What are the reasons for shaking hands?

Why do we shake hands in greeting?

In order to then sniff the hand, scientists found

Occasionally, scientists solve everyday puzzles that we haven't even thought about. The result can be unexpected insights into human behavior. Such as the evidence published in Science last year that forcing people to do nothing is uncomfortable: test subjects in an empty room, without books, writing utensils and mobile phones, even prefer to give themselves painful electric shocks rather than endure boredom.

And now: why do we shake hands in greeting? One thinks it will have something to do with establishing physical closeness. The hypothesis that this demonstrates being unarmed is also circulating in science. Well, none of this may be wrong, but it is not the whole truth either, as a working group led by Idan Frumin and Noam Sobel from the Weizmann Institute in Israel has now found out in the magazine eLive.

What we actually do is: We take smell samples from our counterpart. The scientists observed that people often put a hand to their face after greeting someone. So they tested the impression experimentally by inviting test subjects under a pretext, then letting them wait a few minutes alone in a room before an experimenter came in and greeted them (with or without a handshake), and then had to wait a few more minutes. The whole time a video camera was running unnoticed. The minute after the greeting was then compared with the minute before the greeting: the time of the hand between the eyebrows and chin in the test subjects who were shaken hands minus the same time in the test subjects who were not shaken.

We humans fumble with our faces astonishingly a lot, as shown in a bizarre, entertaining video for the article. Mostly with the left hand. Well quantified, the main target of this fumble is the nose. And indeed: after shaking hands, the time that the hands spent on the face increased dramatically, to more than double. Whereby there was a strange effect of gender: If the experimenter and test subject, who had shaken hands, were of the same gender, then the test subject brought their right hand to the nose. If, on the other hand, the two were of different sex, then it was the left that had not come into contact with the other.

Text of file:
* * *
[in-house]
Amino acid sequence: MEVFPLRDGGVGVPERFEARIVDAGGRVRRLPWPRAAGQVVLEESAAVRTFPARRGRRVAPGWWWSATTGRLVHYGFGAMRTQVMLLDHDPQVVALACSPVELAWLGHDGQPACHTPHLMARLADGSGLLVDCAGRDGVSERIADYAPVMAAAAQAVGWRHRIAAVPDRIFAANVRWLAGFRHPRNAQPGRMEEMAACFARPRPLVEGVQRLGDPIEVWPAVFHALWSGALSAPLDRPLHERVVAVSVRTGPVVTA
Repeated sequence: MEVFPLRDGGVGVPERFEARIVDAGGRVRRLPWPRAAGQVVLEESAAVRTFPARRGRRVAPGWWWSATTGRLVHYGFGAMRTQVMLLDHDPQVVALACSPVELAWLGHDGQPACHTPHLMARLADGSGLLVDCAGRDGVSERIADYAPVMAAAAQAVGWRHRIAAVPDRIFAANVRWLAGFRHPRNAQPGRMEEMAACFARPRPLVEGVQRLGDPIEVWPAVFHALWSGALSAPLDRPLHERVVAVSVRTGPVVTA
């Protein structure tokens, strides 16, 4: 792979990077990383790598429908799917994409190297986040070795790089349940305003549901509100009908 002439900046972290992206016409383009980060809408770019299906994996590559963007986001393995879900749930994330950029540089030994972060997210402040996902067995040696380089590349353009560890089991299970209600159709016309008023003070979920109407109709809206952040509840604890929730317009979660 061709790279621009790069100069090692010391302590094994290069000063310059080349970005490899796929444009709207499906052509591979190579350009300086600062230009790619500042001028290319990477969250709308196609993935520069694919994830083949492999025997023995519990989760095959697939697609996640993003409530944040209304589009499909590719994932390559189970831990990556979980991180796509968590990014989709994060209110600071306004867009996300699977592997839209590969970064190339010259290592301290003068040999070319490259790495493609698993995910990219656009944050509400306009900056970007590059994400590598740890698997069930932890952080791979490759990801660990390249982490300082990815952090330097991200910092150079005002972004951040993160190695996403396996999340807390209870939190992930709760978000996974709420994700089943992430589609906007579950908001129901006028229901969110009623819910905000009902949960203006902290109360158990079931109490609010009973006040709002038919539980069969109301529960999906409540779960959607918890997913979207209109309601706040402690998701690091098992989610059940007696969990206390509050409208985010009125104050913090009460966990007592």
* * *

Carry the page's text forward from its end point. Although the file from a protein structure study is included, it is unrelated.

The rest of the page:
This does not mean that we really bring our hand to our nose for the purpose of smelling. It could simply be a gesture of embarrassment (although the test subjects were alone before and after the greeting, so there was no one in front of whom they could have been embarrassed). But the researchers were thorough and, in a further experiment, equipped subjects, again under pretense, with nasal catheters to measure the air flow through the nose. As soon as the test subjects put their hand to their face, the inhaled volume increased. In short, they sniffed her hand.

When shaking hands, the body's own fragrances are transmitted

Is there anything to smell like after a handshake? Is there. The researchers put on a nitrile glove to shake hands and determined the adhering compounds using a gas chromatograph. They found several substances that are considered social chemical signals. When shaking hands, the body's own fragrances are transferred from one hand to the other (something that I might not really want to know).

As a final proof that hand sniffing is really about odor perception and not about jumping behavior, the researchers scented the experimenters either with perfume or with a male or female in a further experiment (in which only women were tested with women) Chemosignal. The quantities were too small to be noticed by most of the test subjects, but the smell changed their hand-sniffing behavior: Instead of smelling after the greeting on the right hand, as would be "usual", they significantly preferred the sex pheromones, especially with the sex pheromones left.

We humans are actually considered microsmats, i.e. animals with a bad nose, for whom odor information does not play a major role. Nevertheless, it is now common knowledge that smell perception has a surprisingly strong influence on us: be it when choosing a partner, for which it is important whether you can "smell yourself", be it with the synchronization of the menstrual cycle. And four years ago, Noam Sobel's research group found that the (imperceptible) smell of women's tears dampens men's sexual appetite.

It is still unclear whether the odor sampling by handshake has a biological purpose. It is interesting that women and men mainly examine their own sexes olfactory. Many animals do the same. On the other hand, the fact that when we meet a member of the opposite sex we smell the untouched hand could be interpreted as using a safe benchmark, perhaps also as self-assurance. The study's authors say nothing about this.

Incidentally, if you object that not all parts of the world greet you with a handshake, consider how other cultures do it: with kisses on the cheek in the Mediterranean or rubbing the nose with the Eskimos and Maori. The nose is brought directly to the body of the other. Shaking hands, on the other hand, is the most distant and inconspicuous way of checking the other person's smell. That we do it anyway suggests that it is important. Whatever. (Konrad Lehmann)

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